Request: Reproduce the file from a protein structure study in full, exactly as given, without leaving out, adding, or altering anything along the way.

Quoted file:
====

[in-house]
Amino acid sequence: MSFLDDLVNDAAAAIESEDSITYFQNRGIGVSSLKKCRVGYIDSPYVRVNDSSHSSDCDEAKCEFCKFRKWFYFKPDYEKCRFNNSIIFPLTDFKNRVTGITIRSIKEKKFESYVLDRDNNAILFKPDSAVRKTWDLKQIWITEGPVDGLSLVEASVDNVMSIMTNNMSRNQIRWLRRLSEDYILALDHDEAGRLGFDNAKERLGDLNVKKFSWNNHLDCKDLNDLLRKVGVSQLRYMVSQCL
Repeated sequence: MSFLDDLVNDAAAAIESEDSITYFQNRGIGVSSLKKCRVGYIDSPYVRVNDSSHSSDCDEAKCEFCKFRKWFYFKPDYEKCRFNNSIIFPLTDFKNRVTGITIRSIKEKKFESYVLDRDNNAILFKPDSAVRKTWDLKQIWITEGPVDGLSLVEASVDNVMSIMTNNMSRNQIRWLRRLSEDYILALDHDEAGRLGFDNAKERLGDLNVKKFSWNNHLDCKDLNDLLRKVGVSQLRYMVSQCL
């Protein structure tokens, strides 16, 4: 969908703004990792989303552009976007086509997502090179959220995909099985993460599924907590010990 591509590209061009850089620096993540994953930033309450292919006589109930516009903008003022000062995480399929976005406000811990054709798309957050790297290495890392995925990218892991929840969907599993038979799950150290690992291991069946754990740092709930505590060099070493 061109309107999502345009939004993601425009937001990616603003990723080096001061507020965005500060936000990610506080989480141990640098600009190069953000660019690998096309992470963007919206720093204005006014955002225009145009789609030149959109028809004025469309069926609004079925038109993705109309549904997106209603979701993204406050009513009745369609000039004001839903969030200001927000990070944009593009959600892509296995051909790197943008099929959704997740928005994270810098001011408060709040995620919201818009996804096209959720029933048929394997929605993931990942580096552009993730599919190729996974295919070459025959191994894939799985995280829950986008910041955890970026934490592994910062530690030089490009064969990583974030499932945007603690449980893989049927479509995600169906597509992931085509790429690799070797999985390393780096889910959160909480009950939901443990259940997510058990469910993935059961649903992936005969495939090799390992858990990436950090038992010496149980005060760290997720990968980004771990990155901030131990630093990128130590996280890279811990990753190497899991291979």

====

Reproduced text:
[in-house]
Amino acid sequence: MSFLDDLVNDAAAAIESEDSITYFQNRGIGVSSLKKCRVGYIDSPYVRVNDSSHSSDCDEAKCEFCKFRKWFYFKPDYEKCRFNNSIIFPLTDFKNRVTGITIRSIKEKKFESYVLDRDNNAILFKPDSAVRKTWDLKQIWITEGPVDGLSLVEASVDNVMSIMTNNMSRNQIRWLRRLSEDYILALDHDEAGRLGFDNAKERLGDLNVKKFSWNNHLDCKDLNDLLRKVGVSQLRYMVSQCL
Repeated sequence: MSFLDDLVNDAAAAIESEDSITYFQNRGIGVSSLKKCRVGYIDSPYVRVNDSSHSSDCDEAKCEFCKFRKWFYFKPDYEKCRFNNSIIFPLTDFKNRVTGITIRSIKEKKFESYVLDRDNNAILFKPDSAVRKTWDLKQIWITEGPVDGLSLVEASVDNVMSIMTNNMSRNQIRWLRRLSEDYILALDHDEAGRLGFDNAKERLGDLNVKKFSWNNHLDCKDLNDLLRKVGVSQLRYMVSQCL
């Protein structure tokens, strides 16, 4: 969908703004990792989303552009976007086509997502090179959220995909099985993460599924907590010990 591509590209061009850089620096993540994953930033309450292919006589109930516009903008003022000062995480399929976005406000811990054709798309957050790297290495890392995925990218892991929840969907599993038979799950150290690992291991069946754990740092709930505590060099070493 061109309107999502345009939004993601425009937001990616603003990723080096001061507020965005500060936000990610506080989480141990640098600009190069953000660019690998096309992470963007919206720093204005006014955002225009145009789609030149959109028809004025469309069926609004079925038109993705109309549904997106209603979701993204406050009513009745369609000039004001839903969030200001927000990070944009593009959600892509296995051909790197943008099929959704997740928005994270810098001011408060709040995620919201818009996804096209959720029933048929394997929605993931990942580096552009993730599919190729996974295919070459025959191994894939799985995280829950986008910041955890970026934490592994910062530690030089490009064969990583974030499932945007603690449980893989049927479509995600169906597509992931085509790429690799070797999985390393780096889910959160909480009950939901443990259940997510058990469910993935059961649903992936005969495939090799390992858990990436950090038992010496149980005060760290997720990968980004771990990155901030131990630093990128130590996280890279811990990753190497899991291979």